The California Court of Appeals found that AAA could not rely on its rejection of Wysinger’s suggestion and claim that Wysinger had the burden to request other reasonable accommodations because it is not up to an employee to request multiple types of accommodation that an employer may choose from. The court upheld that under FEHA failure to engage in the process can be a separate claim from failure to provide reasonable accommodations.

If your employer or former employer has failed to discuss reasonable accommodations with you after you told them you needed accommodation you may be entitled to damages. To learn more contact the experienced California Employment law attorneys of the Law Offices of Michael S. Cunningham, LLP. Schedule a free consultation by calling (858) 376-7390 today.

Punitive Damages in Disability and Other Discrimination Lawsuits

Punitive damages are damages designed to punish an organization or individual for particularly bad behavior and deter them from doing it in the future. Punitive damages are possible to receive in employment discrimination lawsuits. However, these damages require a very high level of proof, including the following requirements:

The first requirement is that the employer acted with oppression, fraud or malice. This must be shown with clear and convincing evidence. Clear and convincing evidence is a higher standard than the typical burden of proof in a civil case. Generally, to prove anything to the court requires a preponderance of the evidence, which means that the weight of the admissible evidence rests on your side; in other words it was more likely than not true. By contrast clear and convincing evidence requires that the admissible evidence shows a high probability that what you accuse occurred.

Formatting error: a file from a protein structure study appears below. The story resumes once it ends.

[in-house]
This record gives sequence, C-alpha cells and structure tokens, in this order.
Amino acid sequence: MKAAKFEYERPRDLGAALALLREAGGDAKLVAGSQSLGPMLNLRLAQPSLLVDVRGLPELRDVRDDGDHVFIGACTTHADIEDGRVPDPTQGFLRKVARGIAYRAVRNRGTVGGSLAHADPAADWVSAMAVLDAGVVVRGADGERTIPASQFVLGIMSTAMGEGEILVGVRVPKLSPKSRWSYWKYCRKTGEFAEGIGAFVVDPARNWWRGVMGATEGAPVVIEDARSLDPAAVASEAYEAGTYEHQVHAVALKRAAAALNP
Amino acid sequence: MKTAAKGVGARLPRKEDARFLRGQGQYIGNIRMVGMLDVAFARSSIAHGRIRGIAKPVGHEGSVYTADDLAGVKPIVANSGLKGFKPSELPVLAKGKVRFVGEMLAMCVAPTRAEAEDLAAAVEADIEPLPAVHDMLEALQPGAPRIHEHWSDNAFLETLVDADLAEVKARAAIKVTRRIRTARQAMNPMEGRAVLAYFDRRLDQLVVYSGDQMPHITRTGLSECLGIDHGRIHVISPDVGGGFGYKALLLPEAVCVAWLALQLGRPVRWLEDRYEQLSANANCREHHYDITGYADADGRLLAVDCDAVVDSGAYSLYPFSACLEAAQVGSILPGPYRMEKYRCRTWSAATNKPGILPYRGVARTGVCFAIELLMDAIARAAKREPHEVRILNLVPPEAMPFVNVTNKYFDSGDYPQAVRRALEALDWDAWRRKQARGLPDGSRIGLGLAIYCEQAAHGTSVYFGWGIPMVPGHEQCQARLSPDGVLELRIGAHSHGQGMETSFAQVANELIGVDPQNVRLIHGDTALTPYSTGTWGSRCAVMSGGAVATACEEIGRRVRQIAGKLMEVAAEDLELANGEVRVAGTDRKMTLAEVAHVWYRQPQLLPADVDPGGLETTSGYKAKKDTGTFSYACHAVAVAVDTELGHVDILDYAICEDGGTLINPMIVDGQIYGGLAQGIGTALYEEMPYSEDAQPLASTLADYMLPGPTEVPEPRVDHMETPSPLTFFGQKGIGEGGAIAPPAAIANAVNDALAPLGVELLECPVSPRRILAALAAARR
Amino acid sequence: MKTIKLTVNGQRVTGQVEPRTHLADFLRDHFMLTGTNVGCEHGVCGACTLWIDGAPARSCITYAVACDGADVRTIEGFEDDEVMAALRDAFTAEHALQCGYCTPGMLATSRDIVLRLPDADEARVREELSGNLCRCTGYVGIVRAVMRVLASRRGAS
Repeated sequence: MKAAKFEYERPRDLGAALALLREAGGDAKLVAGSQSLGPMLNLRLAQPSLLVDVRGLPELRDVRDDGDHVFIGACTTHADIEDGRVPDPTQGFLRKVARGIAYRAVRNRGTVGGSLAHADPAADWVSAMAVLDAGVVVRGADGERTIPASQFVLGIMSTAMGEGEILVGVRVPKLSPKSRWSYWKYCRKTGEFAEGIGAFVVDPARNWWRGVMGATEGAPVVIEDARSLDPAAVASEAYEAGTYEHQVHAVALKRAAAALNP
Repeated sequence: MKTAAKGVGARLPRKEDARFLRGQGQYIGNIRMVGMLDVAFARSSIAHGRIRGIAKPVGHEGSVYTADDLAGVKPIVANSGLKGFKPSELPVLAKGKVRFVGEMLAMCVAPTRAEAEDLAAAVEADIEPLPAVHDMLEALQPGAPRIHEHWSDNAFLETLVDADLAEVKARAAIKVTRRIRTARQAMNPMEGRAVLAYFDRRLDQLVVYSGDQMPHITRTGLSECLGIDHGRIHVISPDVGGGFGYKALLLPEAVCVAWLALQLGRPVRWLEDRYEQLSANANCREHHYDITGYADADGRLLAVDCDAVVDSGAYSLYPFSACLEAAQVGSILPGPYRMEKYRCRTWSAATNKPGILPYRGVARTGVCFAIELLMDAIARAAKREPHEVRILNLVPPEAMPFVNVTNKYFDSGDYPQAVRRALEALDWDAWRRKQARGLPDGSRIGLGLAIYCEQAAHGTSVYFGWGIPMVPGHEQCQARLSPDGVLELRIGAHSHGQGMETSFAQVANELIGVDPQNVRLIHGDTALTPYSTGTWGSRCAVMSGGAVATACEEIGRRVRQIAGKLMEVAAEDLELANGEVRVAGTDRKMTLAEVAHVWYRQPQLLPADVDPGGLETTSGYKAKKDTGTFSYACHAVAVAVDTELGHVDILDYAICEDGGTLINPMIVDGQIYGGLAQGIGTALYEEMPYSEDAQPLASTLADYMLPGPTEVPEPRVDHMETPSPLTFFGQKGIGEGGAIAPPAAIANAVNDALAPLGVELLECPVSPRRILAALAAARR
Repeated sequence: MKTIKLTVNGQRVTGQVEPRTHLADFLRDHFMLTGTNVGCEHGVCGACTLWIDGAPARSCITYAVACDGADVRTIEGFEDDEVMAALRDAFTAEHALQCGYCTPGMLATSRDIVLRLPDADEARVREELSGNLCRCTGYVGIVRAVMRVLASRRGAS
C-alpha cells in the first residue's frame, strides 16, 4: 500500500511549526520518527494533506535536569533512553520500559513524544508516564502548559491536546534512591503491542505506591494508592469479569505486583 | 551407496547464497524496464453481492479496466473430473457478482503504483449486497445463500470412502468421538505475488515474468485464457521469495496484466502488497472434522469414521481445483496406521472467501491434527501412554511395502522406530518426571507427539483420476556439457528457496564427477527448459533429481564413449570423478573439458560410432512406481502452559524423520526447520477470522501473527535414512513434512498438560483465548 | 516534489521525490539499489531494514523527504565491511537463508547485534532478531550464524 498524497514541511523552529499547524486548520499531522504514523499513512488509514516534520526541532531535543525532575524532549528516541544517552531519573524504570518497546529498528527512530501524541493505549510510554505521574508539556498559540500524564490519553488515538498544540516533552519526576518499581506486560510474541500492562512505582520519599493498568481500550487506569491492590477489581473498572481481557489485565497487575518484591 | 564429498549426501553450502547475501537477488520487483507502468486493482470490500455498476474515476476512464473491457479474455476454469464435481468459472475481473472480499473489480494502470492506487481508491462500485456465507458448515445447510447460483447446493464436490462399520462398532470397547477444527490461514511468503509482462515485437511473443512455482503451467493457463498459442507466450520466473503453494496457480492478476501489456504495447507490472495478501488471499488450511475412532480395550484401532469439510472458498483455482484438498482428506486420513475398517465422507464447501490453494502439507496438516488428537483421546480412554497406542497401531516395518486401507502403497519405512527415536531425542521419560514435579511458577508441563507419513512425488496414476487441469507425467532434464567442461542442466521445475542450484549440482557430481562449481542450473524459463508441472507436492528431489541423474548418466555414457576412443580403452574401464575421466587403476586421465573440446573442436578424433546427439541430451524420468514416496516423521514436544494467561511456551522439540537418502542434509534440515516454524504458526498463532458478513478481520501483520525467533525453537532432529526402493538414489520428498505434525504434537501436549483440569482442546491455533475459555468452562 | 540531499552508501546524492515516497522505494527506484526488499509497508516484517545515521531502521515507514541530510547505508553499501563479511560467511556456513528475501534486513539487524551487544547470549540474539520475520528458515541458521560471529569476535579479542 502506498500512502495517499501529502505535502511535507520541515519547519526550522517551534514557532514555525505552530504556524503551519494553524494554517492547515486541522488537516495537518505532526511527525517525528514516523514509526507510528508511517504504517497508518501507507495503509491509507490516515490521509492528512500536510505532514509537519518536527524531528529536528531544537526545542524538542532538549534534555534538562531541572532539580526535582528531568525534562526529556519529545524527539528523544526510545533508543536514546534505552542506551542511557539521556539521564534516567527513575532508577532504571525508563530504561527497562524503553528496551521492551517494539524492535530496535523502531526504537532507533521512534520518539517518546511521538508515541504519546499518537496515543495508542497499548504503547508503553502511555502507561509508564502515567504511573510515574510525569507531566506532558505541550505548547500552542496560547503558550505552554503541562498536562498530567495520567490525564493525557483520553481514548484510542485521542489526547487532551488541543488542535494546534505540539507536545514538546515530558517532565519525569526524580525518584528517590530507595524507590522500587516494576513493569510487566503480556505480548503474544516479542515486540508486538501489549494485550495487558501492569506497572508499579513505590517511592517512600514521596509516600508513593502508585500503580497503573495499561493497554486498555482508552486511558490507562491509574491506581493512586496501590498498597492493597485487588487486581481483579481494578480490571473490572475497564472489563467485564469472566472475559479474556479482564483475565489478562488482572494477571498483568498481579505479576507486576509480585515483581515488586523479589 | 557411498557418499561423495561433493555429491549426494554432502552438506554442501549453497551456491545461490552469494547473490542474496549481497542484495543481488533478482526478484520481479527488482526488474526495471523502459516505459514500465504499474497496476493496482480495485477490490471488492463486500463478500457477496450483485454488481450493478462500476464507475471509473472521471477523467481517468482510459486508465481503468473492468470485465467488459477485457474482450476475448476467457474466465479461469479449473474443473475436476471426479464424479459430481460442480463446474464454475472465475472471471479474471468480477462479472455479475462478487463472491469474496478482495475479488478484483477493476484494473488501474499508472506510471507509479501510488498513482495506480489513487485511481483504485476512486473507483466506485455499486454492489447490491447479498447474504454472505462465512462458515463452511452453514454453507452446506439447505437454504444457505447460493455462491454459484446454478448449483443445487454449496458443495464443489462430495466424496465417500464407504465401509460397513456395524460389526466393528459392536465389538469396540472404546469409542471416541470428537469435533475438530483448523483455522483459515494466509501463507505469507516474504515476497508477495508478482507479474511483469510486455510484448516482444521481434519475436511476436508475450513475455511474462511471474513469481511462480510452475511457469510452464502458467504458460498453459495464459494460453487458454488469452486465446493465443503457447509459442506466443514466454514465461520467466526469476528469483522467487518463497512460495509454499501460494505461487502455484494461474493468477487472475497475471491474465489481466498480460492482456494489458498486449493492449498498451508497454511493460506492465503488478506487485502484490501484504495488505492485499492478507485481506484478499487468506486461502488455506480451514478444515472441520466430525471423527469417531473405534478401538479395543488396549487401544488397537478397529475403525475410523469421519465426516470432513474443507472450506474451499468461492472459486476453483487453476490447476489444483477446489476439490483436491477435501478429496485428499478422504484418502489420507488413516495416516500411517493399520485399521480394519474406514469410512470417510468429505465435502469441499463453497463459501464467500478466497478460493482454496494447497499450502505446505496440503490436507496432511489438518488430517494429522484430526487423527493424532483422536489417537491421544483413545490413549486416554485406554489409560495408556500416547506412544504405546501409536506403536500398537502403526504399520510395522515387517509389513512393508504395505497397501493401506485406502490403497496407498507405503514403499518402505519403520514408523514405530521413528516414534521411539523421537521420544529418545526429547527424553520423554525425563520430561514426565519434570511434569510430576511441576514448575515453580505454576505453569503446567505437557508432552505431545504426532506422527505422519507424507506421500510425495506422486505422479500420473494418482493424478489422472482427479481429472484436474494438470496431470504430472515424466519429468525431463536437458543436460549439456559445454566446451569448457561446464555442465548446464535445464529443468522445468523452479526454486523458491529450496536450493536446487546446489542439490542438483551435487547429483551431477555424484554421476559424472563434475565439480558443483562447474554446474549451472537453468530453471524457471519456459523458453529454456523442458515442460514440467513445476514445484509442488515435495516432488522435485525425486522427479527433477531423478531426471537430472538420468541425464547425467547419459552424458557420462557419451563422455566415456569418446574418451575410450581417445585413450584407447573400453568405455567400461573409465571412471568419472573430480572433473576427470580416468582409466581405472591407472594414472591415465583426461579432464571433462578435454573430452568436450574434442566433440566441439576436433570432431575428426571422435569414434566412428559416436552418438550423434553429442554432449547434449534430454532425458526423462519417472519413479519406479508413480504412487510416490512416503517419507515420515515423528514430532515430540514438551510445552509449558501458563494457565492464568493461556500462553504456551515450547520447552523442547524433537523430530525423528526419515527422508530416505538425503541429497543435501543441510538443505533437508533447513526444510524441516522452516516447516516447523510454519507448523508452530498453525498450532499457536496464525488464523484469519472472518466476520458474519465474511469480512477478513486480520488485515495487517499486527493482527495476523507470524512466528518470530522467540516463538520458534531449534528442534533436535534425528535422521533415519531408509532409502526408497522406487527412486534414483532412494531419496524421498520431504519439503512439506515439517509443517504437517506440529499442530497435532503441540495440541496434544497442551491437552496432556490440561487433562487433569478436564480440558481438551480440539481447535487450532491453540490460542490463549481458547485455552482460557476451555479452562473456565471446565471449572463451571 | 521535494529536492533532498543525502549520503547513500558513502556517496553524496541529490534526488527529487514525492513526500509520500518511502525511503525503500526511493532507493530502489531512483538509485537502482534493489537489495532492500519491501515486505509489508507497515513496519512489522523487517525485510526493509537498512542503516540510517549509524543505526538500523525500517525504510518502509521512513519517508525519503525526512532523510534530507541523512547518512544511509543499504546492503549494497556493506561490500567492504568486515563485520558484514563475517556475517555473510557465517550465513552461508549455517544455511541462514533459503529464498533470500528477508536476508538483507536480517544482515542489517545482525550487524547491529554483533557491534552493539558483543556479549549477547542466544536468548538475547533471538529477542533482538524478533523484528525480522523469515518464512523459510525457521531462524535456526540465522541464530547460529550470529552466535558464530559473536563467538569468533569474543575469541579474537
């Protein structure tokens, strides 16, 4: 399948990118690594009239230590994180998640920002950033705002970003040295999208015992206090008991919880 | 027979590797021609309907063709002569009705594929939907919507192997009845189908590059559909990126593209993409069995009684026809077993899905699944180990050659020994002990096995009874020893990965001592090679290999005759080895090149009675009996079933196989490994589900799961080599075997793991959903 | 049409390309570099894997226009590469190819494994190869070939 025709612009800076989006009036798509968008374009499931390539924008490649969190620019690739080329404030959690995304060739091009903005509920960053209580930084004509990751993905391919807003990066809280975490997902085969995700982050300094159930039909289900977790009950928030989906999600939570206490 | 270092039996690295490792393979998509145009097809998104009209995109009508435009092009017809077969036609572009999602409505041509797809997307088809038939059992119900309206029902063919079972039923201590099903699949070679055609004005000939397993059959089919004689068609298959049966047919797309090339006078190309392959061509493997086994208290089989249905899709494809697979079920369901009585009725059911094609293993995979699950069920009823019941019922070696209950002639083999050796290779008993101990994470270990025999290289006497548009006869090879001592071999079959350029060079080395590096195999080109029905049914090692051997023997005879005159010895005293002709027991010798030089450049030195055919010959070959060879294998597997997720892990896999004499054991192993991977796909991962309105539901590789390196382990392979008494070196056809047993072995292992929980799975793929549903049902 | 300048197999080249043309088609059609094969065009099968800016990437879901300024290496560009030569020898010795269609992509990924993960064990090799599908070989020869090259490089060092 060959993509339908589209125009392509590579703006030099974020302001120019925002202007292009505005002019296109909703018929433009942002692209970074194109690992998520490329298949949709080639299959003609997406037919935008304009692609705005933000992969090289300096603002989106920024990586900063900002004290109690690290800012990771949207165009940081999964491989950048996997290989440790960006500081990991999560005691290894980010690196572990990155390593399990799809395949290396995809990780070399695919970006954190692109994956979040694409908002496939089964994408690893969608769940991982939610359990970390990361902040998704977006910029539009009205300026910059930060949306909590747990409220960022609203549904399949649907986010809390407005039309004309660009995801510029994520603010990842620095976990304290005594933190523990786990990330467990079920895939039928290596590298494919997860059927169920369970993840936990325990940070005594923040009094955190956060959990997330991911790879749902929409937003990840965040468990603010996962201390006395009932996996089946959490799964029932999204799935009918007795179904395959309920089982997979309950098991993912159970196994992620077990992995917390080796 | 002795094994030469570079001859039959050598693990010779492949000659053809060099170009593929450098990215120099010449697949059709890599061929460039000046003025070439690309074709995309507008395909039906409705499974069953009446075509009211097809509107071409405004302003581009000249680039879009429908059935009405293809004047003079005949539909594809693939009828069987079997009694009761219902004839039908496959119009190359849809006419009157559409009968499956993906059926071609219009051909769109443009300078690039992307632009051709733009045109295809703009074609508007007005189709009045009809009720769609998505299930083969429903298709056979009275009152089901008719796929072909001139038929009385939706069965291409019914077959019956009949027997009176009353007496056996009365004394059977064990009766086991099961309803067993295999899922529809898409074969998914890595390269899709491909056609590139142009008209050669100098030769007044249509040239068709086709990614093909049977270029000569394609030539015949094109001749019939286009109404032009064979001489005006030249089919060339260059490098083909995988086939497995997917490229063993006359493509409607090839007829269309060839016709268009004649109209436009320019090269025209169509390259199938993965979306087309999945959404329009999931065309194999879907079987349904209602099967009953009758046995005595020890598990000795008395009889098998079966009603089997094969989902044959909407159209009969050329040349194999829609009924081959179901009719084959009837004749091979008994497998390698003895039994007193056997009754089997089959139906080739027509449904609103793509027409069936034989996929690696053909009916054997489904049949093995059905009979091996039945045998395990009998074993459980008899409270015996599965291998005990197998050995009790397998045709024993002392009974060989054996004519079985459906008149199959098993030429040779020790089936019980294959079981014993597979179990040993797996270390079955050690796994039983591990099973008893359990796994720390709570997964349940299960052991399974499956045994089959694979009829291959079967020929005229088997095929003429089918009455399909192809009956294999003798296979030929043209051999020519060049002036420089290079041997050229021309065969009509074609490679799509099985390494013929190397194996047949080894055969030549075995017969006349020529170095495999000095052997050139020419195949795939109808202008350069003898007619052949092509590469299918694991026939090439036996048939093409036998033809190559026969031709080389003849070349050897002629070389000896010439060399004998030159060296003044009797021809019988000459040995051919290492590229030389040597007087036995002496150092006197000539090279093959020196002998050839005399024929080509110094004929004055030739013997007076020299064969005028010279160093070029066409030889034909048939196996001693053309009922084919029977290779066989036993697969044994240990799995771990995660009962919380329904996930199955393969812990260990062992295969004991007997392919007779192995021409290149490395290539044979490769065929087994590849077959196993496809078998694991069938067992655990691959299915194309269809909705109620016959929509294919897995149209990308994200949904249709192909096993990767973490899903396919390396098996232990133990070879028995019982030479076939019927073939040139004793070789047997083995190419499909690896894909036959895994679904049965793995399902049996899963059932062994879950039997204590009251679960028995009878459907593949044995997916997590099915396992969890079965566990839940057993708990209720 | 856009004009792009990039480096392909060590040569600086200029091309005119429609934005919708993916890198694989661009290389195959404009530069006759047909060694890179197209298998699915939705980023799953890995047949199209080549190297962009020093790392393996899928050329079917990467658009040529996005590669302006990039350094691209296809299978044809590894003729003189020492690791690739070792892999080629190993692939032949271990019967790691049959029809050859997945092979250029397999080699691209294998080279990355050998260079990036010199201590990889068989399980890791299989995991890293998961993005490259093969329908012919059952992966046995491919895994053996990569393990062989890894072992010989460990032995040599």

California Civil Code § 3294 defines more explicitly what oppression, fraud, and malice are. Oppression is “despicable conduct that subjects a person to cruel and unjust hardship in conscious disregard of that person’s rights.” Fraud means an intentional lie, misrepresentation, or concealment of an important (“material”) fact that was made in order to deprive the person of their property of legal rights. Malice means acts where the employer intentionally caused injury to the plaintiff or acted despicably with a “willful and conscious disregard of the rights or safety of others.”

So unless the employer intentionally lied about an important fact to deceive the employee, committed some other fraud, or intentionally tried to injure the employee, the employee must show that the act of discrimination was despicable. Despicable means conduct that is so bad that it would be looked down upon and despised by ordinary decent people. Some examples of despicable conduct include conduct that is intended to humiliate an employee and force them to quit. It generally requires more than 1 act. For example in McGee v. Tucoemas Fed. Credit Union (2007) an employee with cancer was able to win punitive damages after the employer refused to give the employee extended leave after cancer treatment surgery, and then cancelled the employee’s medical insurance, and demoted the employee.

An employee must also prove with clear and convincing evidence that the employer either authorized the discrimination or learned of the discrimination and did nothing to prevent it; effectively ratifying the discrimination.

If you have been discriminated against due to your disability or perceived disability contact a California employment law attorney right away. Call the employment lawyers of the Law Offices of Michael S. Cunningham, LLP to schedule a free consultation at (858) 376-7390.